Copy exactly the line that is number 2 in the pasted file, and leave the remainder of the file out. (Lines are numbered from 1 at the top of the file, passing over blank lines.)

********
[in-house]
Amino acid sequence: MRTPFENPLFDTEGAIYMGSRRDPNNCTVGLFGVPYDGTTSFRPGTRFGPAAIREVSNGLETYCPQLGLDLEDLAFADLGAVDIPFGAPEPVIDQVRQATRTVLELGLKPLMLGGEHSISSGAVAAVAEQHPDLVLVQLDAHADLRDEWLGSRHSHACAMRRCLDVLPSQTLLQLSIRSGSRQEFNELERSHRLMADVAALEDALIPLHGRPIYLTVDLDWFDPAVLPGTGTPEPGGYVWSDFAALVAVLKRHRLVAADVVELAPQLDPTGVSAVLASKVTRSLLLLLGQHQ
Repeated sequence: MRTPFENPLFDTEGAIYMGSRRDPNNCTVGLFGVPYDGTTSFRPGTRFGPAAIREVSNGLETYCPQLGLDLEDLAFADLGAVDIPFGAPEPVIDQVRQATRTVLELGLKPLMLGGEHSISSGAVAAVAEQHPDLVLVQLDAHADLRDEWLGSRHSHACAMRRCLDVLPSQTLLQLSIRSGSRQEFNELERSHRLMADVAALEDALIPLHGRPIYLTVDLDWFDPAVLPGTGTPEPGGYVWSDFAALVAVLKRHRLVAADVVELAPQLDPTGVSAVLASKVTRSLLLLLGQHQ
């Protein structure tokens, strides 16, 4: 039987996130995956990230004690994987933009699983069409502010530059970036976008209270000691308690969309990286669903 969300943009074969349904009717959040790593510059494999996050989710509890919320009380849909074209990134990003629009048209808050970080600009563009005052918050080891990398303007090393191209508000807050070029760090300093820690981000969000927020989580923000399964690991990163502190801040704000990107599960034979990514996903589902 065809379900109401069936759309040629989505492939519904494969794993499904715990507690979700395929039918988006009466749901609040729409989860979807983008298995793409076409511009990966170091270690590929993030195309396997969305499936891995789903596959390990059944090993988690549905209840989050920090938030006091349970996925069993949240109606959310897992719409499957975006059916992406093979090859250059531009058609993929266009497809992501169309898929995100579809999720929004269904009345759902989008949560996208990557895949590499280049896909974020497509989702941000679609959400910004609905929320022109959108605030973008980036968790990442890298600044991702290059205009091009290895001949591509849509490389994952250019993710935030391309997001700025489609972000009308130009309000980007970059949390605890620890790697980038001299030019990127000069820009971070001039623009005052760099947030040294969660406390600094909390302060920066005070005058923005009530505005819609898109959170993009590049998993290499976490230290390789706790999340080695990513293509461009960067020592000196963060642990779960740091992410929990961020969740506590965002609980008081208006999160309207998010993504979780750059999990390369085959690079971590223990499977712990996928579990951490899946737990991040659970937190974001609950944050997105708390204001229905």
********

Amino acid sequence: MRTPFENPLFDTEGAIYMGSRRDPNNCTVGLFGVPYDGTTSFRPGTRFGPAAIREVSNGLETYCPQLGLDLEDLAFADLGAVDIPFGAPEPVIDQVRQATRTVLELGLKPLMLGGEHSISSGAVAAVAEQHPDLVLVQLDAHADLRDEWLGSRHSHACAMRRCLDVLPSQTLLQLSIRSGSRQEFNELERSHRLMADVAALEDALIPLHGRPIYLTVDLDWFDPAVLPGTGTPEPGGYVWSDFAALVAVLKRHRLVAADVVELAPQLDPTGVSAVLASKVTRSLLLLLGQHQ